Atlantic First Nations create water utility, to be up and running by 2022

water

Indigenous communities in Atlantic Canada are creating their own utility to take charge of water systems in First Nations around the region.

The Atlantic First Nations Water Authority is expected to be up and running independently by the spring of 2022, with a leadership team appointed by next April.

Indigenous Services Minister Marc Miller announced today that the federal government will provide $2.5 million to assist in the formation of the agency, saying it will be the first Indigenous-owned and operated water authority in the country.

Indigenous communities in Canada currently pay 20 per cent of the operating and maintenance costs of their water and wastewater systems, with about 80 per cent of the operating funds provided by Indigenous Services Canada. The federal government also funds capital infrastructure.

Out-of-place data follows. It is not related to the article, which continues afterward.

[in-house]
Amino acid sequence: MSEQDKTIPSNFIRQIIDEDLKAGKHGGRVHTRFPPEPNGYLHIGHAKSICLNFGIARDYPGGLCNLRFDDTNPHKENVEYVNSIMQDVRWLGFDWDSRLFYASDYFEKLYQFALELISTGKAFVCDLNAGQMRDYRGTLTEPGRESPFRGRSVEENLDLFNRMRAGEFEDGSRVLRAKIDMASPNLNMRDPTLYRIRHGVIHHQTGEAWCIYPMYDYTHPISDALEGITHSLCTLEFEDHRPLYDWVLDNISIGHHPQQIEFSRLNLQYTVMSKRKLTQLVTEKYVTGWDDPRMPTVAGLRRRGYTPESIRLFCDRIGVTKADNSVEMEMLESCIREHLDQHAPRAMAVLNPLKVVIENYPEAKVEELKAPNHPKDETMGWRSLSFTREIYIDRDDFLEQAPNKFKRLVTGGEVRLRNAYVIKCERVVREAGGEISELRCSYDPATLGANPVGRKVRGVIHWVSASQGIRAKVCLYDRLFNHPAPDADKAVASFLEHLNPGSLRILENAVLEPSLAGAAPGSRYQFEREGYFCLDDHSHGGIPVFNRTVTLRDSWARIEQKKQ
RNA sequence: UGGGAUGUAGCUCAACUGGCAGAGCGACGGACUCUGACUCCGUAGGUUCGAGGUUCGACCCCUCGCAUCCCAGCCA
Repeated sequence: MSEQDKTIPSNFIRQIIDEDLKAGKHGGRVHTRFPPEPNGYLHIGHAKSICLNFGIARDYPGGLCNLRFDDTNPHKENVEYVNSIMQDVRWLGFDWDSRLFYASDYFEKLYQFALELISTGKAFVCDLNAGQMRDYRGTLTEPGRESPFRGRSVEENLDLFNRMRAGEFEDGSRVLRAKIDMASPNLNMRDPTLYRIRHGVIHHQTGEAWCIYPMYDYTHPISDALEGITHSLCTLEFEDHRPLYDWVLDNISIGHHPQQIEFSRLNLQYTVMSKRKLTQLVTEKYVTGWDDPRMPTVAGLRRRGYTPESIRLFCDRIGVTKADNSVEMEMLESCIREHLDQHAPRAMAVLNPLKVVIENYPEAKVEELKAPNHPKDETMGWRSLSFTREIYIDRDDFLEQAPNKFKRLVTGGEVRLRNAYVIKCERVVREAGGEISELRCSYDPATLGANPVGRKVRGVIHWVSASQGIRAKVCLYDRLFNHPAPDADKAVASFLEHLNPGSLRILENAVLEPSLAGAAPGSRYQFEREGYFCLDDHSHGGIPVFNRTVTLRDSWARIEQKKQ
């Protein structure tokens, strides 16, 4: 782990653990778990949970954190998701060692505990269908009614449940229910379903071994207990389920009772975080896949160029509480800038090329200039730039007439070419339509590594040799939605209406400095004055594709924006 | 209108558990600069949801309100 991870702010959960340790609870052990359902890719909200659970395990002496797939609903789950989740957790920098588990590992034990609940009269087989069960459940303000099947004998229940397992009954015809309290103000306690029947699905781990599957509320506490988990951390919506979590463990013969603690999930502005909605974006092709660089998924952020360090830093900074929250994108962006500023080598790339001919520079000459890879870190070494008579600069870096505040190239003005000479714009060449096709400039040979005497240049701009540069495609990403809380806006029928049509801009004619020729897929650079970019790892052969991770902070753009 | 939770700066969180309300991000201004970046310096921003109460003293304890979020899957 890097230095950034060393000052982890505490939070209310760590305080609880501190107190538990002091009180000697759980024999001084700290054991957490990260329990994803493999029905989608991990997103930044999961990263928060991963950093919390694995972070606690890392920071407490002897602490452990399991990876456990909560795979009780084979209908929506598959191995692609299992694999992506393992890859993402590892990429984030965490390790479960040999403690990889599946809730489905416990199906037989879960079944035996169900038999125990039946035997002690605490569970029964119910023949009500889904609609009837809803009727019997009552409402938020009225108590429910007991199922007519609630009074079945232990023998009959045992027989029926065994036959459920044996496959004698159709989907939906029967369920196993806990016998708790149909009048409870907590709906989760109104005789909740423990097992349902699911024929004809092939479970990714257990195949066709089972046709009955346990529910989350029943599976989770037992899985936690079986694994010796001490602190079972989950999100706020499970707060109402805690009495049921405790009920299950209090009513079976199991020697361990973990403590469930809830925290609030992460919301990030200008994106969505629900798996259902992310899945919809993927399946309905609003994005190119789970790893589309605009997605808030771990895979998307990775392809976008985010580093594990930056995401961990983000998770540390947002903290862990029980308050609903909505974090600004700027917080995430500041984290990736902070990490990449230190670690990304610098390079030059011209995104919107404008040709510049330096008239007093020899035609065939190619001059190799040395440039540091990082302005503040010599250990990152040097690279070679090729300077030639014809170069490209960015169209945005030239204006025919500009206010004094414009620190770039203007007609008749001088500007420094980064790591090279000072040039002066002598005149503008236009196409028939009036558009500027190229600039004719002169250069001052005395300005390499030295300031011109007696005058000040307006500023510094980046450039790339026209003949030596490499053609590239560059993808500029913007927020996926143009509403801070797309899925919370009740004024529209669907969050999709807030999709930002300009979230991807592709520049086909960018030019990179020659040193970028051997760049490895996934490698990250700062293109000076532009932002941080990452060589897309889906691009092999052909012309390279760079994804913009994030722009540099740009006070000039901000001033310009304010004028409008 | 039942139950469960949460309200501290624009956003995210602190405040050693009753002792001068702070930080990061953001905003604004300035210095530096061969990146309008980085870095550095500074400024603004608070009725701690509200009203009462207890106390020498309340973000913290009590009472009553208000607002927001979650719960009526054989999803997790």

Ottawa will continue to provide this funding, but management of the systems and the assets will shift to the First Nations water authority over the next two years.

Many communities, including Potlotek First Nation in Cape Breton, have for decades struggled with inferior water quality, and have lobbied strongly for upgraded systems and more local control.